With the Patriots safely wrapped in their 6-0 record and Gillette Stadium quiet this football weekend, my Sunday routine happily reverted to its earliest days, which meant a daylong appointment with the television and interruptions allowed only if they involved food.
Of course the buffet has changed since I was a kid, and we’re not just talking the serving table. The airwaves are stacked long and thick with so many more viewing options than we once had. This Sunday alone included an early morning game from London, a full selection of 1 p.m. and 4 p.m. contests, capped by the Sunday night game, and that’s not even counting the Thursday night contest the Patriots already won against the Giants.
So count me in for a fan-style Sunday, and, as ratings numbers continue to show, count me in among the fastest-growing segment of the viewing fan base. Women.
“What we’re seeing is not only is women’s viewership up, but it’s up at a greater rate than that of men,” Michael Mulvihill told me in a phone conversation Friday.
Mulvihill is the executive vice president of strategy and analytics for Fox Sports, and as a longtime interpreter of television numbers, found the latest statistics reflective not only of a clear trend, but of an important and valuable one as well. Through Week 5 at Fox, Mulvihill said the Sunday NFL package is up 9 percent among women viewers in the 25-54 demographic and 5 percent among men, and that the Thursday night package is up 17 percent among women and 9 percent among men. Those numbers are impossible to ignore.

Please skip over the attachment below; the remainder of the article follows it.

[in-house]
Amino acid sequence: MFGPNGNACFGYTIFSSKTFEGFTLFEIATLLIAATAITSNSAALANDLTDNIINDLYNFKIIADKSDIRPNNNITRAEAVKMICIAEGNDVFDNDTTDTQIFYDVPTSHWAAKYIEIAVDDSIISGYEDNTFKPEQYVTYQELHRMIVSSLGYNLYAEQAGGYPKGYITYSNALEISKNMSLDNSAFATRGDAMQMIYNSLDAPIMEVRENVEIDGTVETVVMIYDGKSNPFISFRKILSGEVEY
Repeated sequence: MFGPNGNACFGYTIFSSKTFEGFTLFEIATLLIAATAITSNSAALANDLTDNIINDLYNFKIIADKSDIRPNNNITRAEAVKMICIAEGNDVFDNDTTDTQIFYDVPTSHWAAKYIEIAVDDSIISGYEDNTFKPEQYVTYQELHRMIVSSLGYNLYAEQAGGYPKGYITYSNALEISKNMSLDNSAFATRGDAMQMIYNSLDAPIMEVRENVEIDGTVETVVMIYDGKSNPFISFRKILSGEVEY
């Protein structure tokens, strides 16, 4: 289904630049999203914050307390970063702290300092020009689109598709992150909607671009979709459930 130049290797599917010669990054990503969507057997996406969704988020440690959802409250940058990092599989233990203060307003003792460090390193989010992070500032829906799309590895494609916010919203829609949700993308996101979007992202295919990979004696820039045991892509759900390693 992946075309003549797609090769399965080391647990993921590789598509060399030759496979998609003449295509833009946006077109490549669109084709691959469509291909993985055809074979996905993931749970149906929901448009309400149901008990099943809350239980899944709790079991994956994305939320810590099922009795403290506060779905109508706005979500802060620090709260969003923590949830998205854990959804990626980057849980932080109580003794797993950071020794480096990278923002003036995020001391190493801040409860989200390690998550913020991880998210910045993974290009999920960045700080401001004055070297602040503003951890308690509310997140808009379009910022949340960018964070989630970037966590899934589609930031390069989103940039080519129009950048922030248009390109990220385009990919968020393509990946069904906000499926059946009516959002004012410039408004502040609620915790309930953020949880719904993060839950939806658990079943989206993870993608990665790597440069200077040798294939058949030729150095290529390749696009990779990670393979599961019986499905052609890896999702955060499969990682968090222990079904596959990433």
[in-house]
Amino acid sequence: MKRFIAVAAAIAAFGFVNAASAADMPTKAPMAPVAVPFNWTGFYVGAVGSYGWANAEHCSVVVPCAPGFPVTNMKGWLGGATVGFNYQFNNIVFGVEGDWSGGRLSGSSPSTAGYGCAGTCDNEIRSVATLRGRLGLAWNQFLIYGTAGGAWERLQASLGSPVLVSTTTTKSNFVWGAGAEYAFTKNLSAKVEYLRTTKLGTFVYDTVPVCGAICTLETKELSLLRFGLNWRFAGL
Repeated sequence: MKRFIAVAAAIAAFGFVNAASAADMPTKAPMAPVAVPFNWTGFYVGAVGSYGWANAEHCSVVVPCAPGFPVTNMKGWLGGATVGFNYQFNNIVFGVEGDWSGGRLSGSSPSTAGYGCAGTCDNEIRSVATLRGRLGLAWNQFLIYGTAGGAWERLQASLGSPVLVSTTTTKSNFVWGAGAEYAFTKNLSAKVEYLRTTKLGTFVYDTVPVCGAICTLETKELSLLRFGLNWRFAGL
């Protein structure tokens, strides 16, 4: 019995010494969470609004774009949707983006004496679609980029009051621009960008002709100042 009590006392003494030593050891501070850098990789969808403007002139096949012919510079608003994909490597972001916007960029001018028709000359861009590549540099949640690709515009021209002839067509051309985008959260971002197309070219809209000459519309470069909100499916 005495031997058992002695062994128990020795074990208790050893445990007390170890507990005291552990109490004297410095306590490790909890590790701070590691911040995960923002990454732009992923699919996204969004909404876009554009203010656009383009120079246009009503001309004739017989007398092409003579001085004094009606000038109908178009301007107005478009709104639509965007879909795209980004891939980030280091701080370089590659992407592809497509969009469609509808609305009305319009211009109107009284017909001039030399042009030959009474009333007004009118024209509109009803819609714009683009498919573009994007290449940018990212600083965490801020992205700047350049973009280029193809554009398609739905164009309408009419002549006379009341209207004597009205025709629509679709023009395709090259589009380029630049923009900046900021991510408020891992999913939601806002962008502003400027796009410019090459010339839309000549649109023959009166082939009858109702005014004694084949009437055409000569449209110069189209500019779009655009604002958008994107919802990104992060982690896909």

As sports leagues continue to fight for their place in the ever-expanding landscape of entertainment options, the smart move is to cultivate any area with potential growth. Women watching football, particularly women in that valued 25-54 group who are educated and affluent, are like an untapped gold mine.
“We’ve been paying close attention to the trend among female viewers because I feel like it’s going to have an impact on our future goals of the business of the NFL,” Mulvihill said. “I’m not terribly surprised by it because I feel it’s a trend that’s been a long time coming.”
At least since a generation like mine grew up. I didn’t come from a traditional sports-watching household, not with a mom who emigrated from Ireland, whose understanding of the rules were more about hurling or gaelic football than baseball or football, whose watching of live sports events would have included her brothers racing across the Shannon River that flowed directly across from the street of their Limerick City home over anything inside a stadium. My dad, the child of two Irish immigrants himself, grew up in the shadow of New York’s Polo Grounds. But once those Giants left for California, he switched allegiance to their NFL counterparts, and became a season ticket-holder from the team’s early days, Yale Bowl, Yankee Stadium, and New Jersey included.